When it comes to symptoms of celiac disease, there are some classic signs: weight loss, abdominal pain, diarrhea, bloating, nutritional deficiencies, and short stature. The so called “silent” signs of celiac disease include constipation, Gastroesophageal Reflux Disease (GERD), weight gain, osteopenia, and anemia.

Although only about 1 in 5000 people are diagnosed with celiac disease , recent research indicates that as many as 1 in 133 people may actually have celiac disease. The average time period between experiencing symptoms and getting a diagnosis is 11 years. Most often, the determination of celiac disease is made from blood samples and a biopsy of the small intestine.

If you think you may have celiac disease, talk to your physician about getting the blood-work and endoscopy needed to confirm diagnosis. Alternatively, if you are seeking a less invasive way to determine how your body reacts to gluten, you could try an elimination diet and, upon re-introduction of the offending substance, document any undesired symptoms.

Treatment for celiac disease involves following the gluten-free diet for life. This may seem stringent, but the complications associated with non-compliance (i.e. infertility, osteoporosis/osteopenia, cancers of the bowel, lymphoma) are serious. Remember that following the treatment diet will also help reduce and possibly eliminate your symptoms.

People diagnosed with celiac must not eat products containing wheat, rye, barely, malt, bran (except corn bran), spelt, and kamut. Oats are problematic not because they inherently contain gluten (they do not) but because they may contain a small amount of other grains from milling sources.

Typical hidden sources of gluten include: medications or vitamin/mineral supplements, broth, cheese slices, beer, licorice candy, salad dressing, soy sauce, modified food starch, cake icing, lipstick, marinades, sauces, breakfast cereals, tortillas, chicken nuggets and hydrolyzed vegetable or plant protein. Because of gluten’s ubiquity, it is best to employ a trained professional when determining the risk for cross-contamination at home, assessing foods in the grocery store to ensure they are gluten-free, and minimizing the exposure to gluten from other unsuspected sources.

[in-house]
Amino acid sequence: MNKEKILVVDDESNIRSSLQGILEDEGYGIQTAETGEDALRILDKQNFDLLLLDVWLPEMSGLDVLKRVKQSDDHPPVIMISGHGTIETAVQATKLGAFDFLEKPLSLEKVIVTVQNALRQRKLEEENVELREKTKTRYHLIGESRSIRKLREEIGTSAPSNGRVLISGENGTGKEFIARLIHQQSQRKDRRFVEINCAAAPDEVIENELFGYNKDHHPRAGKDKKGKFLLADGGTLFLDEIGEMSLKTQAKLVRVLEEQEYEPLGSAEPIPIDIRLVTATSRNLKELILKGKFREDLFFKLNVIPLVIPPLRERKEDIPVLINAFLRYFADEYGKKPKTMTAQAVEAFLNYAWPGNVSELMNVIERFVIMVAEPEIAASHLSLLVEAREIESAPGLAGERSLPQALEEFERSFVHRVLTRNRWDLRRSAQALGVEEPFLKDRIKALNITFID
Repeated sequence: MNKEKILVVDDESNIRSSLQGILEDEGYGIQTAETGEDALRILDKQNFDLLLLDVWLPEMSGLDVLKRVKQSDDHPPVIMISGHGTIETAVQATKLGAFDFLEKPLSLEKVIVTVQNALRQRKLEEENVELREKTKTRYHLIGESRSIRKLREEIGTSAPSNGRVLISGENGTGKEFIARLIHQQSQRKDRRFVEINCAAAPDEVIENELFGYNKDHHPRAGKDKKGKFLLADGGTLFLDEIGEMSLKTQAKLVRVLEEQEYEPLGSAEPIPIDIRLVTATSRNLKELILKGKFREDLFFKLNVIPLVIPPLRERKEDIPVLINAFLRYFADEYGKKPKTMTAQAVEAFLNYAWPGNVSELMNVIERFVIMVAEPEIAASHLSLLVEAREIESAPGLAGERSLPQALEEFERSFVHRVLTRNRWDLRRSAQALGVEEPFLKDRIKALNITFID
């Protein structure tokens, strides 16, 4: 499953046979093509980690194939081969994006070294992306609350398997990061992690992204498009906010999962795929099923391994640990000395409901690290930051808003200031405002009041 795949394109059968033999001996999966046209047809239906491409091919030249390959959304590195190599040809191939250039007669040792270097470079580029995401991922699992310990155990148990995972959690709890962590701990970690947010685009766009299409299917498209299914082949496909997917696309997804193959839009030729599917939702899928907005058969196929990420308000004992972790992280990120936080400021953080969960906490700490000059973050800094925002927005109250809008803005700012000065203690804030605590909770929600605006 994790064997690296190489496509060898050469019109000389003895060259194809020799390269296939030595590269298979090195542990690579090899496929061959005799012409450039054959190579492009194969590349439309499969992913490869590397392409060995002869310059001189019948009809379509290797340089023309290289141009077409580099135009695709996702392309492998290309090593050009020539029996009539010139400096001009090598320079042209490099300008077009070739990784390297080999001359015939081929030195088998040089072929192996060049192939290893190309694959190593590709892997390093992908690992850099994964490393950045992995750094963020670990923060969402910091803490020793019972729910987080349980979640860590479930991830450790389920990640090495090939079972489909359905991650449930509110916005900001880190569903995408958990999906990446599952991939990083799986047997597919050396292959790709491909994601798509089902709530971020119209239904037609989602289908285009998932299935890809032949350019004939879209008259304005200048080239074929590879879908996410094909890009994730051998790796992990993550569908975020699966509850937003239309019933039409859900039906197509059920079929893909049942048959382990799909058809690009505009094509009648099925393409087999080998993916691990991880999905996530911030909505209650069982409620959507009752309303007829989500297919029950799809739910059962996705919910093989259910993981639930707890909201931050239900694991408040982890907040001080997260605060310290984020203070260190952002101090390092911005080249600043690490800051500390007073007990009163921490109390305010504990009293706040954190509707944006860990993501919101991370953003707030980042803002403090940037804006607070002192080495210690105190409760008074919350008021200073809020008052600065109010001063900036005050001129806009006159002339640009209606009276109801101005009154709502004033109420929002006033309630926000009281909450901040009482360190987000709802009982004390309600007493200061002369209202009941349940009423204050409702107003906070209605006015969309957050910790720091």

Since flour and grain products are often used in cooking, it is important to ask how foods have been prepared, especially when dining out. Cross-contamination with gluten is another concern, both in restaurants and at home.

Talk with a qualified healthcare professional regarding your risk for celiac and consult with a registered dietitian to learn how to follow a gluten-free diet safely and nutriously. Remember, if you are diagnosed with celiac disease, following a gluten-free diet is of utmost importance in preserving your health and preventing lymphomas, colon cancer, or other malignancies.

Side-note: gliadin is a protein found within wheat gluten and is thought to be the real culprit; but because gluten is the term most people are familiar with, we’ve used it in the article to avoid confusion.

Article originally featured in UWeekly March 2nd, 2011

Recipe: Dairy-free Veggie Dip

dip with text

Every time I make this, it’s always a little different but this recent batch is a favorite. Use it on crackers, as a salad dressing, instead of mayo, poured over baked potatoes, and, of course, as the ultimate vegetable and chip dip.

Ingredients:
1 cup tahini
3 tbsp lemon juice or apple cider vinegar
3 tbsp nutritional yeast
2 tbsp tamari or soy sauce
3 cloves garlic, finely chopped
1/2 small onion, chopped
3/4 tsp cumin

Optional: add a pinch of cayenne pepper for a bit of a taste bud ‘pop’; curry powder added depth to the dip

Instructions:
Put all ingredients a food processor/blender and then blend! Add water to thin the mixture, if desired, for use as a dressing.